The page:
Or perhaps he just needs someone to talk to, Paul thought. Perhaps he's lonely.

Feyd-Rautha continued, "What have you learned in the last couple of years?"

"I don't think I should talk to a Harkonnen about what my mother and father teach me," Paul said, his eyes narrowed.

Feyd raised his eyebrows. "Your mother? My mother's dead. She wasn't able to teach me anything because she died. My uncle says it's better that way. So she's been teaching you? She's a Bene Gesserit witch, isn't she?"

Paul scowled. Never give up information you don't have to, he heard Hawat saying in his ears. And here he had done exactly that. Feyd-Rautha is sharper than he looks, sometimes. "Perhaps," he said.

"Come on, what has she taught you?" Feyd wheedled. "Does she teach you exciting Bene Gesserit ways of killing people? Maybe torturing them?"

Paul said sharply, "The Bene Gesserit aren't like that." And then he thought of something he could do. Hawat, he thought, would not be impressed, but Hawat didn't know the loneliness Paul felt as well, not having another child to talk to about things, and he didn't see how it could really do any harm. And perhaps it would help Feyd-Rautha. "I'll teach you one thing, Feyd-Rautha. This is the first lesson my mother taught me, and it's the most important one; it's the Litany Against Fear. It goes like this: I must not fear. Fear is the mind-killer..."


"Paul," Feyd-Rautha said. "I've been practicing that Bene Gesserit stuff you told me at the last Assembly. I didn't even tell the Baron or Piter, see?"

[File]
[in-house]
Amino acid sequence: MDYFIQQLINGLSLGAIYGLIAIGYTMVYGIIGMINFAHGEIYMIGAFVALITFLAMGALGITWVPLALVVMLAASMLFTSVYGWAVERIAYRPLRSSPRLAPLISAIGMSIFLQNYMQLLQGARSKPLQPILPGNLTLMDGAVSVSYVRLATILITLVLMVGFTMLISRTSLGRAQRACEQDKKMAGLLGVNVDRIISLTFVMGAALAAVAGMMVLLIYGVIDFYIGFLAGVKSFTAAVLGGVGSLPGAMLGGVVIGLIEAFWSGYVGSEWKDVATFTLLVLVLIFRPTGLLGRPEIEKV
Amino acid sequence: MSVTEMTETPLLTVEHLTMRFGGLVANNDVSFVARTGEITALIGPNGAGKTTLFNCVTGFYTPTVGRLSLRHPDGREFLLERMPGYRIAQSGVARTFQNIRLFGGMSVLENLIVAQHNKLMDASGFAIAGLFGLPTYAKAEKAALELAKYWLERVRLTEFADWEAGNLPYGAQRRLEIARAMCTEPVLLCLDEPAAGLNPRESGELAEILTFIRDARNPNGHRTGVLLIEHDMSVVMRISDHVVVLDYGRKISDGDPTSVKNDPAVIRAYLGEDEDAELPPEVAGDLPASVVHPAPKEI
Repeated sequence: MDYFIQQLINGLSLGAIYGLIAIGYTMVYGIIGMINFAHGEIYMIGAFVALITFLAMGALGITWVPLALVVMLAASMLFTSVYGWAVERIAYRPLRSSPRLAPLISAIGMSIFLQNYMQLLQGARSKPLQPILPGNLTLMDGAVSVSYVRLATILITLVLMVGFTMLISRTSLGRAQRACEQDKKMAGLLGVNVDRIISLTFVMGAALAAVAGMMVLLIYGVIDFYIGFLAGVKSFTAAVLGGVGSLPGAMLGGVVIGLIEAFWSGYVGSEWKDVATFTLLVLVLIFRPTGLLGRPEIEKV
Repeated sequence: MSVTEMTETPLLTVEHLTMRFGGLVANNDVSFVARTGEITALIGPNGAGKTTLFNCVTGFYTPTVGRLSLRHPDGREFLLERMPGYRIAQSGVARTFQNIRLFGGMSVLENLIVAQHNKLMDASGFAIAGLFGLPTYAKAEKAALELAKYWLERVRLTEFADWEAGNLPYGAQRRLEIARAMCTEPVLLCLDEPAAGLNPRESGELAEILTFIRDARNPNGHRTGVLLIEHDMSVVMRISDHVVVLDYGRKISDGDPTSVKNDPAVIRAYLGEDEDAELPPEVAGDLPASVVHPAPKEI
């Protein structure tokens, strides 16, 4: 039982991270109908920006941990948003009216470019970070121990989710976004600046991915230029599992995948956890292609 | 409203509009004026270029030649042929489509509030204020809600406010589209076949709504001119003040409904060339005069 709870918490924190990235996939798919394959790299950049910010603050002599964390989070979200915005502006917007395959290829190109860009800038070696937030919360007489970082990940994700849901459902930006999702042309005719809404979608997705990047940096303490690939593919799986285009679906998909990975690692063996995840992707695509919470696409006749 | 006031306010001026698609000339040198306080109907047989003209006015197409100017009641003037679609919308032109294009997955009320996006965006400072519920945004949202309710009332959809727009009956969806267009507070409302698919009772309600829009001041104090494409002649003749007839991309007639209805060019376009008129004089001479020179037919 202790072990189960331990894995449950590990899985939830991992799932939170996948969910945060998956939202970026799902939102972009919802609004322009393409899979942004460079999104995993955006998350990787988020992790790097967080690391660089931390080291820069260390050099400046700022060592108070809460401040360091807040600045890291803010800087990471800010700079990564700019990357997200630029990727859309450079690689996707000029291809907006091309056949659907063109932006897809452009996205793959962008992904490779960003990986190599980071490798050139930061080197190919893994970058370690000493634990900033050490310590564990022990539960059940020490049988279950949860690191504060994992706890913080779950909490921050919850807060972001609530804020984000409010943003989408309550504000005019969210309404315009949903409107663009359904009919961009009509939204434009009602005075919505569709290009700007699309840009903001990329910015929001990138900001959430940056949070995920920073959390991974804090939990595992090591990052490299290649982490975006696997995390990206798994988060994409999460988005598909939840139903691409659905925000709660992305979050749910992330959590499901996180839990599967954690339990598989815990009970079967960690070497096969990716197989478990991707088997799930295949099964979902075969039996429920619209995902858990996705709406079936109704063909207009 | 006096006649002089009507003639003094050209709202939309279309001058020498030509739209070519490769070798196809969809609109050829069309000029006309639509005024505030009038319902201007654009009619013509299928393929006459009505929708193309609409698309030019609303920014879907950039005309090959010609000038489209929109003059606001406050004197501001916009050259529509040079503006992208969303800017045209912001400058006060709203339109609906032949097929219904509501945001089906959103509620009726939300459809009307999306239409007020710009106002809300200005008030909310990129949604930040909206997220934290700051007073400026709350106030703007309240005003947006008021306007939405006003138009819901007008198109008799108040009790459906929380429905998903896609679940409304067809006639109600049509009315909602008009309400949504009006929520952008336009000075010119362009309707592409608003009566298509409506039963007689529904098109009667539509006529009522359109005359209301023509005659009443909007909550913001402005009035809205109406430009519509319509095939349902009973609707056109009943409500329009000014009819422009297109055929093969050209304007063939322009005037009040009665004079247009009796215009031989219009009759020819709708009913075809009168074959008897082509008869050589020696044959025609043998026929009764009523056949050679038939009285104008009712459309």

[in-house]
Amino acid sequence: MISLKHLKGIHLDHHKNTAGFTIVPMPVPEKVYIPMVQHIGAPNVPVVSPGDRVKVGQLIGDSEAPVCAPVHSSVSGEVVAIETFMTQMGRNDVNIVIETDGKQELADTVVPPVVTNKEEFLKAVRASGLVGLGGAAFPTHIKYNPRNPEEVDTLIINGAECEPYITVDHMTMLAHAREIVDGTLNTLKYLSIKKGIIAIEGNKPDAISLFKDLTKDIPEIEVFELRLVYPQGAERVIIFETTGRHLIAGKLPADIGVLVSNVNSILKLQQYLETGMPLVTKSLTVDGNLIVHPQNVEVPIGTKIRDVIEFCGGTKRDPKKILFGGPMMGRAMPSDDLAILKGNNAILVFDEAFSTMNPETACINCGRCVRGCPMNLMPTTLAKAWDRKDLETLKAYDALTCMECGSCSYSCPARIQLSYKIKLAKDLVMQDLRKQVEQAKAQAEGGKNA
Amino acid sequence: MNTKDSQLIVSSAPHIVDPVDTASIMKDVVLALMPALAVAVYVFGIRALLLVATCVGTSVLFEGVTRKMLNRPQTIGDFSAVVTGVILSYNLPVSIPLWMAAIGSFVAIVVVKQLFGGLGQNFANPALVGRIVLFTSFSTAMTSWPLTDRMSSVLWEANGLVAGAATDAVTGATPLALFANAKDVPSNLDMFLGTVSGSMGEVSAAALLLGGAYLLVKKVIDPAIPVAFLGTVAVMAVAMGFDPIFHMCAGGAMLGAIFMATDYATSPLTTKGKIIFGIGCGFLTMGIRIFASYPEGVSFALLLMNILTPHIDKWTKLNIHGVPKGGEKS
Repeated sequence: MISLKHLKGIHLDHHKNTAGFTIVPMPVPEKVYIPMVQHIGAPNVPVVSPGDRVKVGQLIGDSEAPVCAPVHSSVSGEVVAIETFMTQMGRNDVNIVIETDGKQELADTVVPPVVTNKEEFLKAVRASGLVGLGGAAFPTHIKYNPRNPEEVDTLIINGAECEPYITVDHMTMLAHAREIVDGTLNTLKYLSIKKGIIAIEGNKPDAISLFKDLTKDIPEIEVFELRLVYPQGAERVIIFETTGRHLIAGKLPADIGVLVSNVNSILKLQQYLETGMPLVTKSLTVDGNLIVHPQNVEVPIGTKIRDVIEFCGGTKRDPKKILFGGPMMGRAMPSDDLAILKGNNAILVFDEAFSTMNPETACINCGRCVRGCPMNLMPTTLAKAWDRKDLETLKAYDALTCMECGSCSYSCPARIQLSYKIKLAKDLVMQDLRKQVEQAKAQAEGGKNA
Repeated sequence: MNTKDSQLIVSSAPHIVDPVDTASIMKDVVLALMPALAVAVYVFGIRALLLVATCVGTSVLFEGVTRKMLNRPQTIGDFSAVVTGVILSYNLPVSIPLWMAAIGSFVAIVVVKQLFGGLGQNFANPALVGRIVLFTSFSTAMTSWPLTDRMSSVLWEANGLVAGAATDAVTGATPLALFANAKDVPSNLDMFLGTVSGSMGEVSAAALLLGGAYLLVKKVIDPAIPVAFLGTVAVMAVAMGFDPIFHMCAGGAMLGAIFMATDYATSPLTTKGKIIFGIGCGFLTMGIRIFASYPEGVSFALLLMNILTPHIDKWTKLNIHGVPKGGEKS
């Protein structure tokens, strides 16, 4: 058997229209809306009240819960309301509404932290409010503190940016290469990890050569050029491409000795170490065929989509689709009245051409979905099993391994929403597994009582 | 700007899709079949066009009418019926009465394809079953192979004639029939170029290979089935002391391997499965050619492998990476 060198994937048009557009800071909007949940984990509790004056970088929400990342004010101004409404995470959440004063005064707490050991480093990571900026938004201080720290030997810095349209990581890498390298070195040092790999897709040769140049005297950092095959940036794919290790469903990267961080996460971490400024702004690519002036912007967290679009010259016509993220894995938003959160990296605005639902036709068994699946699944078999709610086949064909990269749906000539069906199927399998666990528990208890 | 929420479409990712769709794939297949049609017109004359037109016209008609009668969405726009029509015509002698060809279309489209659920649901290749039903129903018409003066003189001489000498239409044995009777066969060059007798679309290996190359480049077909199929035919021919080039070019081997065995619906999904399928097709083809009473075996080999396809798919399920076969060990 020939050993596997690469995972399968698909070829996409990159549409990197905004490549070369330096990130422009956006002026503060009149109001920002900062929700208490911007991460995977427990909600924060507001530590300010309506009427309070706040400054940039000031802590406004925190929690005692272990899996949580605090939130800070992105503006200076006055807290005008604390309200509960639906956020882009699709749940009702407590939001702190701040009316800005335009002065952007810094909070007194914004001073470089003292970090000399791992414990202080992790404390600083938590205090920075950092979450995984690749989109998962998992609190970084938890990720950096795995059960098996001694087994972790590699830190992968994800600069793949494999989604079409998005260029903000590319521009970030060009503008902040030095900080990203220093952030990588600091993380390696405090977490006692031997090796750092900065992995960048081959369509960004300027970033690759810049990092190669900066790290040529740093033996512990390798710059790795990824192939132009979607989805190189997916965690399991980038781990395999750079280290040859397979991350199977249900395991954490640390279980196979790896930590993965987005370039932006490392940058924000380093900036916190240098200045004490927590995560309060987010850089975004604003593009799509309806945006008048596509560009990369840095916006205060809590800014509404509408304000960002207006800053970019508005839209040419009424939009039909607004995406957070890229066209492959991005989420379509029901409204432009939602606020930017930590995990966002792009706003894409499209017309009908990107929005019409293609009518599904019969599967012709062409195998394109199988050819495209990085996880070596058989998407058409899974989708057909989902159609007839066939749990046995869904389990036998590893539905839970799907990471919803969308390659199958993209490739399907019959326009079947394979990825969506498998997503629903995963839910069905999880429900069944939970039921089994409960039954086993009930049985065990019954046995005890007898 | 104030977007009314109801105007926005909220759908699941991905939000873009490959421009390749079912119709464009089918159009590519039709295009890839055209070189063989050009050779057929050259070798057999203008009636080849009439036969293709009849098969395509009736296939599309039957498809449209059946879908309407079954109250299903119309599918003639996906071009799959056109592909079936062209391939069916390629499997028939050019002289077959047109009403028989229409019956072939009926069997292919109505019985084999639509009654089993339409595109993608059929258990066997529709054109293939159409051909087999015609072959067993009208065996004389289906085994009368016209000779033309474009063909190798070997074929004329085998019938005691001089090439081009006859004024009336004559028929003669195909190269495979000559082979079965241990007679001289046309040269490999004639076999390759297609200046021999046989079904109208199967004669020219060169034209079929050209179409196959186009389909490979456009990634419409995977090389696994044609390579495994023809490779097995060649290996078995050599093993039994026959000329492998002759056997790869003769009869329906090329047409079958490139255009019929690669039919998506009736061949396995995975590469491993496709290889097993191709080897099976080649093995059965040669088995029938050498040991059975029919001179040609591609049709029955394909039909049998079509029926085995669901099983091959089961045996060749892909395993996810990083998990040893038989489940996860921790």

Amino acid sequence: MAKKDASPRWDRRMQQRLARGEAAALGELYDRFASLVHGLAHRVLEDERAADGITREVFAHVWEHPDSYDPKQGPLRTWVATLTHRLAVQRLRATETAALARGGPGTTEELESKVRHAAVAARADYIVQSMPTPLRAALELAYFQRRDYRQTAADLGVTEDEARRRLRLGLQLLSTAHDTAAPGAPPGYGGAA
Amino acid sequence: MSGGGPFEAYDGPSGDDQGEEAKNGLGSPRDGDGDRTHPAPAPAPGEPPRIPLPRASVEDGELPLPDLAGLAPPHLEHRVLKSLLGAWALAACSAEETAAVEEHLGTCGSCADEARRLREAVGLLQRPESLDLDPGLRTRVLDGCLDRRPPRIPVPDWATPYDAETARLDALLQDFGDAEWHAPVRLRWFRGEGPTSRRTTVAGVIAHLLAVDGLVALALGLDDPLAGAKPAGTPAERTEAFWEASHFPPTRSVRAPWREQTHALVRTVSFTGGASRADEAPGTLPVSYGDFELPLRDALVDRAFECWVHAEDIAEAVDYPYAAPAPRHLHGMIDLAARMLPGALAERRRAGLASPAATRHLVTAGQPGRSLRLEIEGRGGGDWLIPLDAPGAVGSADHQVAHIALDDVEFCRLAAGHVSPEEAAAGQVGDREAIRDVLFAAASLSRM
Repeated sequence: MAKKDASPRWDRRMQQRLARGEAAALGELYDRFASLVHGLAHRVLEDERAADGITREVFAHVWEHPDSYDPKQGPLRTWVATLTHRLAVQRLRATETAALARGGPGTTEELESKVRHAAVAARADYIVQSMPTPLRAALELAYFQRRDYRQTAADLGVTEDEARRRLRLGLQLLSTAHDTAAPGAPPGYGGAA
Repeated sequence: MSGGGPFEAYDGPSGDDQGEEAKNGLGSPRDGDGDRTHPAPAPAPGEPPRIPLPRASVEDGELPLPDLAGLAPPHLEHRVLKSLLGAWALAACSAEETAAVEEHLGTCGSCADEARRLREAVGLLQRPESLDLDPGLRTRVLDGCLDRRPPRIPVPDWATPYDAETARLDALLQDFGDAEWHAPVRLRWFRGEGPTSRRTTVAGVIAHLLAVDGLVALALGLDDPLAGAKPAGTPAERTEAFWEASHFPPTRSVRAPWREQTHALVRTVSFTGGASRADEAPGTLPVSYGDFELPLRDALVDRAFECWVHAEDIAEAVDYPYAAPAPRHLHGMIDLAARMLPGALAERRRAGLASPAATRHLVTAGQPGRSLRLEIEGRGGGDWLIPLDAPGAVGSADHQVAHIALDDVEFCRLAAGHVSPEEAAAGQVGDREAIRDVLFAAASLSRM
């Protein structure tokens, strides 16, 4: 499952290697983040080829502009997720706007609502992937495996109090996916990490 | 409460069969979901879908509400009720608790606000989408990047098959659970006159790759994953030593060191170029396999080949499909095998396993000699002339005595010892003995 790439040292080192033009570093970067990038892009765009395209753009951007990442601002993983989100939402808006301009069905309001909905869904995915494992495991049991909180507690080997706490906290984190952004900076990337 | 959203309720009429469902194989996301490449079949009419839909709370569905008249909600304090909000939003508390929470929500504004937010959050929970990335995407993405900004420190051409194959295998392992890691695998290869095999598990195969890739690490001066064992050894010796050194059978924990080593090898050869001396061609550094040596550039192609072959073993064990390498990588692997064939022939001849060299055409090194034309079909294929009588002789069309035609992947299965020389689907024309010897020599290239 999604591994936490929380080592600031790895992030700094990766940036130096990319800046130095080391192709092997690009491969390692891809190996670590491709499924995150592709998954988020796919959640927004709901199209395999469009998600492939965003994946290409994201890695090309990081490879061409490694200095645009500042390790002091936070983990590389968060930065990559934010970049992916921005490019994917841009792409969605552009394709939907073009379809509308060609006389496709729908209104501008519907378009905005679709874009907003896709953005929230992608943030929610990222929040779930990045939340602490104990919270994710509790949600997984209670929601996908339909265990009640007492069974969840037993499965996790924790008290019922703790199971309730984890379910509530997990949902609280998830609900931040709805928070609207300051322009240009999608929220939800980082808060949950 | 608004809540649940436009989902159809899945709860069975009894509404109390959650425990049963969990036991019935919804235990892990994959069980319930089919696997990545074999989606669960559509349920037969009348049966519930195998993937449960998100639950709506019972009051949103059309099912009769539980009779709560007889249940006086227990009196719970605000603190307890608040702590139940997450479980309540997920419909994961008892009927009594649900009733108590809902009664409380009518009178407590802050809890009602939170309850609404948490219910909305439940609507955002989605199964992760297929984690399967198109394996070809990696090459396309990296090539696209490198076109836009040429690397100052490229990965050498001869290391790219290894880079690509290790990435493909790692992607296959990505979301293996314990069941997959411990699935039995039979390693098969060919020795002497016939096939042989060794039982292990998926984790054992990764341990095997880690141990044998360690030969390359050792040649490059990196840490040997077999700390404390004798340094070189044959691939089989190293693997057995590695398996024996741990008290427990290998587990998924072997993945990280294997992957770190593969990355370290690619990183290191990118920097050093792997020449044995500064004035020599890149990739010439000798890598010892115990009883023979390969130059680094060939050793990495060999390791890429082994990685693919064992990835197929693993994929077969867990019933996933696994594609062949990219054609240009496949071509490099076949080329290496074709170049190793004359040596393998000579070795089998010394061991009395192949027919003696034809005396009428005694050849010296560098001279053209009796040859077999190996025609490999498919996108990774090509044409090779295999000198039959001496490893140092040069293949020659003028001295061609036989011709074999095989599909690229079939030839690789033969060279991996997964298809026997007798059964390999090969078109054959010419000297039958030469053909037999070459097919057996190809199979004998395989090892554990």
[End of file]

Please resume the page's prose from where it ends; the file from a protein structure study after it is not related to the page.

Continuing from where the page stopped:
He wants me to think that he did this out of friendship, Paul thought, but he really did it to protect the secret that we talk at the Assemblies. We both know neither the Duke nor the Baron would approve.

"I think it's helped some," Feyd-Rautha went on, "especially with some things the Baron does."

Paul knew, now, what Feyd-Rautha referred to; his father had started to give him lessons on the various predilections and tastes of the different Great Houses. He said nothing.

"But -- " Feyd-Rautha said. He frowned. "Once I started really practicing the ritual, some strange things started happening. My memory got better. I can often tell when someone doesn't believe what he's saying. I started having... dreams."

Kull wahad! Paul thought. The fear litany is one thing, but if I've taught Feyd-Rautha to sense the truth, that's a powerful weapon I've given my opponent. And he wondered why Feyd-Rautha should be affected so; his mother did not seem to sense truth the same way Paul did; nor did she have his dreams. "What kind of dreams?"